I sometimes use a bit of artificial fertiliser in my garden, as well as my home-made compost. I don’t use much, so the pack bought one year may last for a couple of years.
If it is kept for a couple of years, the pack becomes wet. It is as if it were sprayed with water, so that the outside packaging is damp, and curls up. The contents are caked together and moist, like potter’s clay.
This is not due to the storage place. it is a large building which is well-built and watertight. Nothing else stored there shows any sign of damp - only the fertiliser. So, I believe that the dampness is not caused by a wet environment. The fertiliser becomes wet in some way, and that makes the package wet.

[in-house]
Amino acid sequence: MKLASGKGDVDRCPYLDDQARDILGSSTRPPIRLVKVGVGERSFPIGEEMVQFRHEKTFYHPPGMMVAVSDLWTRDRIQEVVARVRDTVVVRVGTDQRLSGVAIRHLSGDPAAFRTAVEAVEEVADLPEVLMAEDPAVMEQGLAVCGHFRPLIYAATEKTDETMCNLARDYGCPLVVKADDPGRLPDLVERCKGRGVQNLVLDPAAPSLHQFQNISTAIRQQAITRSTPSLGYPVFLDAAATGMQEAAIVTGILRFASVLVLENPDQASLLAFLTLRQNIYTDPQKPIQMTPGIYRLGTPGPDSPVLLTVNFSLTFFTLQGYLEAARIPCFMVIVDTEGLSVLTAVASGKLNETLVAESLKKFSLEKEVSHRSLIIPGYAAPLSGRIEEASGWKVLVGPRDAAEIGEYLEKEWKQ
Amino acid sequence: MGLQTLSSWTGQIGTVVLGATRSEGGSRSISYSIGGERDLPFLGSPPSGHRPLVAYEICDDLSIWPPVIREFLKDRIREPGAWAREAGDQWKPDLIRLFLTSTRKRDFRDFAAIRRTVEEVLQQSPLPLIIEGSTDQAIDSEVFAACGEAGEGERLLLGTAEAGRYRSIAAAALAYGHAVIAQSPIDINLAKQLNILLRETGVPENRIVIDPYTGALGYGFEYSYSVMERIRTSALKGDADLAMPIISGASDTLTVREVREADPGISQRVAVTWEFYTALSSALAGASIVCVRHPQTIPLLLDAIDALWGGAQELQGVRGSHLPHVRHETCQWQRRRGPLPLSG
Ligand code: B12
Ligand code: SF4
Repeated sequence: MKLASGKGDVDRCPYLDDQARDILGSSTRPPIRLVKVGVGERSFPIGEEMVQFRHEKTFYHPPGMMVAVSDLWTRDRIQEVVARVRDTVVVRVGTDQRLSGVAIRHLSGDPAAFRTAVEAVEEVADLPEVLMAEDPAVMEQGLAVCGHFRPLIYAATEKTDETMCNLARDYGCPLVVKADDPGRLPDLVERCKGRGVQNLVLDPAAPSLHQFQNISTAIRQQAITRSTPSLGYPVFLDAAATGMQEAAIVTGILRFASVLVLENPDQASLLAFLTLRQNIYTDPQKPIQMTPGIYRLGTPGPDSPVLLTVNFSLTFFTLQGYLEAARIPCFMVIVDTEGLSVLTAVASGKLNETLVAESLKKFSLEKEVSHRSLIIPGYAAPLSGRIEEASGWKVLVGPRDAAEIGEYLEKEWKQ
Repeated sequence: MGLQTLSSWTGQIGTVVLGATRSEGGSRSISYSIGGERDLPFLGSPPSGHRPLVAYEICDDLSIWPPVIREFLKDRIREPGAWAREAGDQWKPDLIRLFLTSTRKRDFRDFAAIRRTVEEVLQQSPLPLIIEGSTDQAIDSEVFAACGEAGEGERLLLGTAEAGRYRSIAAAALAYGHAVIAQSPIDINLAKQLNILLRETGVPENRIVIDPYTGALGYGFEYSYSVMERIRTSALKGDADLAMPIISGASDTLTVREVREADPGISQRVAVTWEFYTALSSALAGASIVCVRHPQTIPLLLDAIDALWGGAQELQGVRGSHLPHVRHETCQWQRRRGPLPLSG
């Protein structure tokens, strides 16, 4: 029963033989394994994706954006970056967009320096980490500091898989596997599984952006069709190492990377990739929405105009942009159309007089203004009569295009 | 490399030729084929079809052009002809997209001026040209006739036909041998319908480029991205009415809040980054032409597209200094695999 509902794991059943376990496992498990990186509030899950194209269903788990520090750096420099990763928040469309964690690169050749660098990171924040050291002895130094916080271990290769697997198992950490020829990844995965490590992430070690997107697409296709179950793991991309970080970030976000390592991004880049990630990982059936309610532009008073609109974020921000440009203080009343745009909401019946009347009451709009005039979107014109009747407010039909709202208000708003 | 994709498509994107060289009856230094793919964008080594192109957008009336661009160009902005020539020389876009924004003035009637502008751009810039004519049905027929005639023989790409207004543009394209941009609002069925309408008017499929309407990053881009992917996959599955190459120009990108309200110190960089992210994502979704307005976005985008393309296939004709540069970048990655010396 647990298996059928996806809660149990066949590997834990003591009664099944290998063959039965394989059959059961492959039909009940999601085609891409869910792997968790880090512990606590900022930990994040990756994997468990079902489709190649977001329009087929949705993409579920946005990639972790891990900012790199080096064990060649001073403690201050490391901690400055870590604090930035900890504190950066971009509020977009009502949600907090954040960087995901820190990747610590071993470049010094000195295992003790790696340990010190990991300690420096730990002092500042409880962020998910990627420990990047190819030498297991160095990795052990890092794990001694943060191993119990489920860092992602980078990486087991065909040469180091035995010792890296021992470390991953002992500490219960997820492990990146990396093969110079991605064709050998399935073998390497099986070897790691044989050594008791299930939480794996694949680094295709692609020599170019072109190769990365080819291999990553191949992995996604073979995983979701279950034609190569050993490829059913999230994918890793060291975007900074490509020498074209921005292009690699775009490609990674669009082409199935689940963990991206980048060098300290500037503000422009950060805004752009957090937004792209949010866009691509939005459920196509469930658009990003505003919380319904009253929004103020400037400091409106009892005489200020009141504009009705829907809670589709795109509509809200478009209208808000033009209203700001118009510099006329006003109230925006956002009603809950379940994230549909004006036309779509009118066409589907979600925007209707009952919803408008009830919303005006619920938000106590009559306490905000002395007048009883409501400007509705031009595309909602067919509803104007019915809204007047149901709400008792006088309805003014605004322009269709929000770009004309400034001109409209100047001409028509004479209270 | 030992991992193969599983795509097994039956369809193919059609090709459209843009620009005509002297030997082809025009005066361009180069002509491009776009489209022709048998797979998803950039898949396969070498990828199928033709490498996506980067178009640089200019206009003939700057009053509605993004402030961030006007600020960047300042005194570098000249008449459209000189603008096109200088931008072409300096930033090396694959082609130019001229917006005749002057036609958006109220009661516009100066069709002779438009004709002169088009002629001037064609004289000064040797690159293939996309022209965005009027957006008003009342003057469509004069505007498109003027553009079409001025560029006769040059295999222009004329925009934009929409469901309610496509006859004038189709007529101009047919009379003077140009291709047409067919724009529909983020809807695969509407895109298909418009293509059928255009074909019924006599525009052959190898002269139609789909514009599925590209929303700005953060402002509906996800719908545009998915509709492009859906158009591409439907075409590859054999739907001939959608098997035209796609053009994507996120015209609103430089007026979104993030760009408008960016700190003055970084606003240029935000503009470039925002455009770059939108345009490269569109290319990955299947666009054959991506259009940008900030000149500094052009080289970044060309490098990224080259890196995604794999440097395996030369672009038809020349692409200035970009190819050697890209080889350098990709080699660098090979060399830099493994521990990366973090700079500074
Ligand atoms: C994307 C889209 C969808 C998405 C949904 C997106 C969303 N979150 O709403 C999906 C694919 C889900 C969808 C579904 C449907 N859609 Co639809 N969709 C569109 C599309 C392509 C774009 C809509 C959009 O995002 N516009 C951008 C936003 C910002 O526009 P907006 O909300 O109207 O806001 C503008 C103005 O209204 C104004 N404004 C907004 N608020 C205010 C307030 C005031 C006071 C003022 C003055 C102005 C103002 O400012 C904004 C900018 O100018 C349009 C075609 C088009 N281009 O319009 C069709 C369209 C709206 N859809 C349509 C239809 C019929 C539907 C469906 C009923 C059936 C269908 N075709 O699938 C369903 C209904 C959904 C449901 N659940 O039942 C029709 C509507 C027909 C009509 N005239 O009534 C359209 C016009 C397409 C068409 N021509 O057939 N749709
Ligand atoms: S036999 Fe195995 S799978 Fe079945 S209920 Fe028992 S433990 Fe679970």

I assume it is some chemical reaction. The current batch of wet fertiliser is a normal NPK mix - with Nitrogen, Potassium and Phosphorus. (Please convert to the USAian term or spelling for those chemicals, if it causes confusion to Amerenglish speakers.)
Two queries -
- Why does this happen?
- i still use it on the assumption that it still has the same chemical composition - but am I poisoning my plants unwittingly?